Writer’s Block v. the Road Bike

This morning I felt stumped.

While we love the area and being closer to family, the move to New Hampshire has been tough for us both in our careers. Nash gets antsy spending 8 hours in a cubicle instead of wrenching on mountain bikes, and my jump from a content writing job (co-workers, free meals, health benefits) to a freelancer (Ikea desk, toast for lunch, talking to houseplants) has been a bit bumpy too. I’ve been pretty good at ‘staying in the chair’ to write, but some days, I do so grumpily, longing for health insurance, and wondering how to seduce editors with a well-crafted pitch instead of emailing into the void.

Today was one of those days. It was also 50 degrees, and maybe one of the last bike-friendly days of the winter. So I committed to writing more tonight, pulled up a few maps and went to explore the Monadnock region via bike.

The route was through Dublin, Harrisville and around Skatutakee Lake, then back down into Peterborough. (If you’re picturing tiny, quaint New England towns, you’re right.) At first, it was a bit of an uphill slog on a highway with an 8-inch shoulder (yikes!), but after I turned into Dublin about 10 miles in, the roads cleared out and the scenery was incredible. Hancock Rd lead me along the perimeter of two gorgeous lakes and then bombed me down a treacherously paved but gorgeous road that ran alongside the Nubanusit River.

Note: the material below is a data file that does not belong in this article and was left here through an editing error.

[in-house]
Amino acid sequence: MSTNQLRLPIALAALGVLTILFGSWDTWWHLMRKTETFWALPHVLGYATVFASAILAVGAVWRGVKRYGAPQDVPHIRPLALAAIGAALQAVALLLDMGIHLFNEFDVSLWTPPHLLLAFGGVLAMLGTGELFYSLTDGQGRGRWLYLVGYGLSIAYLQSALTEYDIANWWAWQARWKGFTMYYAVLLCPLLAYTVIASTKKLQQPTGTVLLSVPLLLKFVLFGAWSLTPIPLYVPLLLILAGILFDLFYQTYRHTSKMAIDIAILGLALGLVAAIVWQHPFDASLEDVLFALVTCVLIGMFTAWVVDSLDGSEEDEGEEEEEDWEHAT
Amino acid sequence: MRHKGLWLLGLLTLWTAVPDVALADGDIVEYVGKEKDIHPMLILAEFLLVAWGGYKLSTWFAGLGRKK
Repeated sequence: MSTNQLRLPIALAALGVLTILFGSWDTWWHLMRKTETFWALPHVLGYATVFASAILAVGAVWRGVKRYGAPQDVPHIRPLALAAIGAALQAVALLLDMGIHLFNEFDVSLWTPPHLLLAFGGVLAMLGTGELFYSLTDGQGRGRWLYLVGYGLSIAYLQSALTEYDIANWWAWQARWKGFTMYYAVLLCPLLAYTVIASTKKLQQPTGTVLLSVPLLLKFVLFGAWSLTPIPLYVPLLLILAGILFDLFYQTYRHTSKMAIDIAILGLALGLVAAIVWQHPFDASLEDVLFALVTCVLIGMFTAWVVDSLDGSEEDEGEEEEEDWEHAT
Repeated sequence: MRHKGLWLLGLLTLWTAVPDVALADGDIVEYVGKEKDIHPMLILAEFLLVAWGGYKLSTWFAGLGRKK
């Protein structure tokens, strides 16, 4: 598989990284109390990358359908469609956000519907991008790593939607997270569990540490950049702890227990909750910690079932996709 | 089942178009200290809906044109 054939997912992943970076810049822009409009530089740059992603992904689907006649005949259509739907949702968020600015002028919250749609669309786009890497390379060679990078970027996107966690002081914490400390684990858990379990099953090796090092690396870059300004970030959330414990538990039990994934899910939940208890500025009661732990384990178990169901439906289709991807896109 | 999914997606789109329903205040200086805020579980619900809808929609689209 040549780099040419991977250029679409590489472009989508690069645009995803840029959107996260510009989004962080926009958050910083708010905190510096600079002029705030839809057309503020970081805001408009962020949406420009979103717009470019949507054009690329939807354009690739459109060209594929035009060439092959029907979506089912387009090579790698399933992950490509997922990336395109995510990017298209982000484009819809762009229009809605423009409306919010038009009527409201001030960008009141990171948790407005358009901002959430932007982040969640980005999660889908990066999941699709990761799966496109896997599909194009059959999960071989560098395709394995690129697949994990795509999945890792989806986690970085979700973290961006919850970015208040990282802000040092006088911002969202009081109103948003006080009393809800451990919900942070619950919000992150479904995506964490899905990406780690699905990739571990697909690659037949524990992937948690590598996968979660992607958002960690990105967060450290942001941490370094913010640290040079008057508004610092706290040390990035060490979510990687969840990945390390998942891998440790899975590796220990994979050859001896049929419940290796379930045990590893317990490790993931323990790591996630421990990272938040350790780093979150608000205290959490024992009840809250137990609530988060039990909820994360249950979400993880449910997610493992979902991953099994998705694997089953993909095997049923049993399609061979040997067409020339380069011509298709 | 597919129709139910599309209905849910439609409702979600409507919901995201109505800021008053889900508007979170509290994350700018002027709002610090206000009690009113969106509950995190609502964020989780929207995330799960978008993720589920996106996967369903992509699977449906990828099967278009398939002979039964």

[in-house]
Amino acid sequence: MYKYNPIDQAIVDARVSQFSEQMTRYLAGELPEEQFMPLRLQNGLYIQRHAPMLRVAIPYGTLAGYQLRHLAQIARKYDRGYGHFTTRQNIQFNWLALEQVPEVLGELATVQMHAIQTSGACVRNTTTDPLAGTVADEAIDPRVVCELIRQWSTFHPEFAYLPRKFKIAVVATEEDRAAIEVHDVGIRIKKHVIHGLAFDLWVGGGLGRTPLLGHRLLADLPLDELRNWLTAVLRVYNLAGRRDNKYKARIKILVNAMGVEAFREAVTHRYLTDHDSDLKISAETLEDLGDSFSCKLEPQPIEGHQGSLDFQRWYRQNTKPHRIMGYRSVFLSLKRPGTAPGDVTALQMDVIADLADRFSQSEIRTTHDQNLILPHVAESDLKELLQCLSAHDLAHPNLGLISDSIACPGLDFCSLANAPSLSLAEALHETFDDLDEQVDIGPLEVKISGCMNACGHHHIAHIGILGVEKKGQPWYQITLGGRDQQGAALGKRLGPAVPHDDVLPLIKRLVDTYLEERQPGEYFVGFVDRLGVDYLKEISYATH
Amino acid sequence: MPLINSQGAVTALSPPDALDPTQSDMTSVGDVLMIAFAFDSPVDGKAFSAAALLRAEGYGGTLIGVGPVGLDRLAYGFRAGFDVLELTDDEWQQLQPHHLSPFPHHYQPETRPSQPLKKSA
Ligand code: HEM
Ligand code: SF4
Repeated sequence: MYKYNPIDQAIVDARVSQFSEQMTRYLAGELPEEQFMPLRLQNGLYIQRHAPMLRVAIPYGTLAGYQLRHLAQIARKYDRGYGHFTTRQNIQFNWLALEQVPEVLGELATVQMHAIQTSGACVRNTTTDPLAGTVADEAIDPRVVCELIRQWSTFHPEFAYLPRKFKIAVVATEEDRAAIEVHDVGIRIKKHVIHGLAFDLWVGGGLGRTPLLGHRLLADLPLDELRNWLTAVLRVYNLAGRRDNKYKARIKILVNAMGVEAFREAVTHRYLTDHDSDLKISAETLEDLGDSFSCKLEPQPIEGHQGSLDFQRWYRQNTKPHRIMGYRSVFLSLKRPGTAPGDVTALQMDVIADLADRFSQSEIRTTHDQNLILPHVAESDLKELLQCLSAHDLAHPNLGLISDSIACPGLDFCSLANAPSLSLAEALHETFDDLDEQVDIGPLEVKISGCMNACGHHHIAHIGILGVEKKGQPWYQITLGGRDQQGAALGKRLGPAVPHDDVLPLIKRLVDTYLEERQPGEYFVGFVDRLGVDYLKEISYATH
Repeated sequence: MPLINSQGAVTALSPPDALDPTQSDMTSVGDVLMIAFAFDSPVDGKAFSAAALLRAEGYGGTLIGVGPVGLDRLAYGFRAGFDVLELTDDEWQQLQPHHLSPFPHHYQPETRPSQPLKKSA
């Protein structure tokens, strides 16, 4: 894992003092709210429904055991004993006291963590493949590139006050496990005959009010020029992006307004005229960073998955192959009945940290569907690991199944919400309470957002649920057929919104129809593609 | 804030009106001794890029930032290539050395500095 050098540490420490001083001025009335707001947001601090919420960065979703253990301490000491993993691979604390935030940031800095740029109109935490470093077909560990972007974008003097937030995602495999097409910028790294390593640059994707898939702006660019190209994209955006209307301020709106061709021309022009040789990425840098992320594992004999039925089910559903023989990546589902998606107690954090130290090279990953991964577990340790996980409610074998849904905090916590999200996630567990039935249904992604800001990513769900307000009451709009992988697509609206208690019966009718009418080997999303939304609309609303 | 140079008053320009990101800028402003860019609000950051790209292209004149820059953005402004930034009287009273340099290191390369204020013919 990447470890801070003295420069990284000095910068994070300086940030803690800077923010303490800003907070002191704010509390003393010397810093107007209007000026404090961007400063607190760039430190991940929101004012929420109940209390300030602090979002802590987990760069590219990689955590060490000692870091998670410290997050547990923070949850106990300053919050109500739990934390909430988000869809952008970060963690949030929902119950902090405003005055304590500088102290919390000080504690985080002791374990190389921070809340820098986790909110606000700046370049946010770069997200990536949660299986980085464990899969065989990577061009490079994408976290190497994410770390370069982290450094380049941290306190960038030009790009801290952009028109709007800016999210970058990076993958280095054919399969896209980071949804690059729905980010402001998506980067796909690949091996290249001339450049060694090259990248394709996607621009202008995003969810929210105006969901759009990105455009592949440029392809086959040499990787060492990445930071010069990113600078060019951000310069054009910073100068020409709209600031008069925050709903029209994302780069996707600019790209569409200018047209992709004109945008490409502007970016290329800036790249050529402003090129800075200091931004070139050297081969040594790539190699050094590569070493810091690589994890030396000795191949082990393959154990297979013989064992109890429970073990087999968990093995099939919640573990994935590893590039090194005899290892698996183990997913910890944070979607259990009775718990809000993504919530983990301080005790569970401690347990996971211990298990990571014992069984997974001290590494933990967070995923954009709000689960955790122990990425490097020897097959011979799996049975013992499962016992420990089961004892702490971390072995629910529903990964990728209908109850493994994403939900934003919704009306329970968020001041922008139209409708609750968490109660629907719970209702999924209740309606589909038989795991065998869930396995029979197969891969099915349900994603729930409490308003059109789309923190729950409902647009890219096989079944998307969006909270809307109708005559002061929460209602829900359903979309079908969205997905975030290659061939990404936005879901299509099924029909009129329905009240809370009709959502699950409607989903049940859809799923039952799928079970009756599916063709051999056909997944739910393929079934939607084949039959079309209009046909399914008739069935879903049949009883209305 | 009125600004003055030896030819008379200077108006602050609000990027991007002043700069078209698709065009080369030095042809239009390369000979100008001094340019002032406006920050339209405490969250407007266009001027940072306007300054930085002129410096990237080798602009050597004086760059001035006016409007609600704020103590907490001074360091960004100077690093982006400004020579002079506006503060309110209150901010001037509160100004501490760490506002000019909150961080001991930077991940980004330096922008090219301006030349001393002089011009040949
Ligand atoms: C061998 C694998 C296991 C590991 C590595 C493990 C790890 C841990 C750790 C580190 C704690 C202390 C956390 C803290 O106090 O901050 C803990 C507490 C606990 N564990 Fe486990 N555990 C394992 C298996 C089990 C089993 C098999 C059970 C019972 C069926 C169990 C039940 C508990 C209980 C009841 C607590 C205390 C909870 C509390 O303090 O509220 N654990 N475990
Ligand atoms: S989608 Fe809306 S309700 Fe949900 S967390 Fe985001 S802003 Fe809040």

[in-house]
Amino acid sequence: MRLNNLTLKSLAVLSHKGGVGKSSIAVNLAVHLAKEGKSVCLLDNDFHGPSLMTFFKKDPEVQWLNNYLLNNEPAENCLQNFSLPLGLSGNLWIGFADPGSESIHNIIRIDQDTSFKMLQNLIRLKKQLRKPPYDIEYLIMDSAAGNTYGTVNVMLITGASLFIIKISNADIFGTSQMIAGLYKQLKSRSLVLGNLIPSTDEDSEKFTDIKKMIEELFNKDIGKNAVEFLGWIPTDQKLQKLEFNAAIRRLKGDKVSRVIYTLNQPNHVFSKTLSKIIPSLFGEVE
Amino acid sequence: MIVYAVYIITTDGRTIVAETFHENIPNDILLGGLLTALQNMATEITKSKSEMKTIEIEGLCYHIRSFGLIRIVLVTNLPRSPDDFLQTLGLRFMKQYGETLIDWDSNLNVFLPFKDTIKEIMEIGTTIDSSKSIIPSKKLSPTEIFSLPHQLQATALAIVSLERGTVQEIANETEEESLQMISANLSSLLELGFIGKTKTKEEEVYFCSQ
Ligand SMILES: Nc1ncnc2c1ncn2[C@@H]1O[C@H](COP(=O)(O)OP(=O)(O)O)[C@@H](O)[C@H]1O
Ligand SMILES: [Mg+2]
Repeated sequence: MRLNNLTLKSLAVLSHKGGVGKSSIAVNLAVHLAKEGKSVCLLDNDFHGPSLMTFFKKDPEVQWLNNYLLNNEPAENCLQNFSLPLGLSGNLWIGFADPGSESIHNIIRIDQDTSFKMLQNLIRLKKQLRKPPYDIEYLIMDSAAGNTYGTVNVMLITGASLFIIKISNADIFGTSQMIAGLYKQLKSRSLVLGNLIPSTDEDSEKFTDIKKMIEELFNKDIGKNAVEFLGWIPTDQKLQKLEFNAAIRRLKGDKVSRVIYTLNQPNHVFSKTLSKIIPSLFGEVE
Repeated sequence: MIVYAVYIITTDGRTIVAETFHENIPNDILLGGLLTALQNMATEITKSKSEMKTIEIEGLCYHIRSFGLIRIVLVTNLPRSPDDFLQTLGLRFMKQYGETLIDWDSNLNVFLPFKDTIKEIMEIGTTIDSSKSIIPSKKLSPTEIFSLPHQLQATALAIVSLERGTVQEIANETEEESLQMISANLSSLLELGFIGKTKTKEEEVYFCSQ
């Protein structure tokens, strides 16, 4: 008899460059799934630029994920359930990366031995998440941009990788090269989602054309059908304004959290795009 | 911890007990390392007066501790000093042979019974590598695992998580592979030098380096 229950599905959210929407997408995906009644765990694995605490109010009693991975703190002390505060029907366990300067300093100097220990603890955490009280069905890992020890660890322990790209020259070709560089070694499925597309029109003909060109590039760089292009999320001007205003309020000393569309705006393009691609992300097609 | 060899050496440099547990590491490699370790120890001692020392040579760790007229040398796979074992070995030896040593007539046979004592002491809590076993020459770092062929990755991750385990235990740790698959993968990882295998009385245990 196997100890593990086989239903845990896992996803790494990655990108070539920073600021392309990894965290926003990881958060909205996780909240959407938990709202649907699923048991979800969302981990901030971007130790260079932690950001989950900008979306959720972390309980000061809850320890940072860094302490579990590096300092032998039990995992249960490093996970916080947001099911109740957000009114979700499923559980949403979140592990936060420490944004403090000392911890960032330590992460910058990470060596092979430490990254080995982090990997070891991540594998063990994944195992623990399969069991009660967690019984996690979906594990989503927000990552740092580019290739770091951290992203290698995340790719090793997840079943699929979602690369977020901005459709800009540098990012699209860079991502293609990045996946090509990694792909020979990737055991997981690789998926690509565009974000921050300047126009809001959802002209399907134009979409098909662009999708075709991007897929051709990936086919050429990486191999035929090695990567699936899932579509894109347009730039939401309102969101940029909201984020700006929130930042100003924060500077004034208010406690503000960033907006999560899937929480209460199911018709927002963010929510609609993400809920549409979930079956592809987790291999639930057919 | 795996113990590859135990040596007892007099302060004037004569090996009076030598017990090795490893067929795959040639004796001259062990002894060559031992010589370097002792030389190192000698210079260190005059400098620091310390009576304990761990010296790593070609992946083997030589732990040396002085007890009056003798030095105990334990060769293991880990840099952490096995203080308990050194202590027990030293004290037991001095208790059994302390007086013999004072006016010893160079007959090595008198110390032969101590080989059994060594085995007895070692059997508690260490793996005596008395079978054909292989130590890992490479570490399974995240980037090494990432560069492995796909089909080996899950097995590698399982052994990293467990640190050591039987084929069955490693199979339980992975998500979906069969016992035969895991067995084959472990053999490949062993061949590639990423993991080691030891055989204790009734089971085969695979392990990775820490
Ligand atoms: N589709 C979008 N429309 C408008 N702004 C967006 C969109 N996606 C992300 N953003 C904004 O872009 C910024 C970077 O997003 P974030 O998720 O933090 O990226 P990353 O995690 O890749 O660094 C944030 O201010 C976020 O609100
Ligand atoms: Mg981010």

my trusty steed

Road biking in New England is particularly fun because it’s not that common. Most of the roads don’t have shoulders, and the pavement is like a patchwork quilt of bygone frostheaves. But the scenery swallows up any number of infrastructure flaws. As I raced through the woods next to this roaring, rocky, N.C. Wyeth-esque river, I realize that I wouldn’t trade our time in New England for anything (not even health benefits). After several miles of flying alongside the river, we split ways and I headed uphill to a gorgeous wooded farm with a rare overlook to Mt. Monadnock and the nearby region. The road was empty and silent, except for a horse stomping around in the mud nearby. My nose was running, and I felt elated.
I pushed home and arrived in my studio feeling grateful, windblown, and ready to write. In the shower, I had a few more ideas — a magazine I’d forgotten about, and an idea about tiny homes that I hadn’t explored.

Plus another article that may never get further than this blog, which is: want to fall in love with your home? Get on a bike.



2 thoughts on “Writer’s Block v. the Road Bike

  1. CrackedSpineDie says:

    Can completely sympathise with the adjustment to working on your own – I’m in the same position and the loss of co-workers and conversation takes some getting used to!


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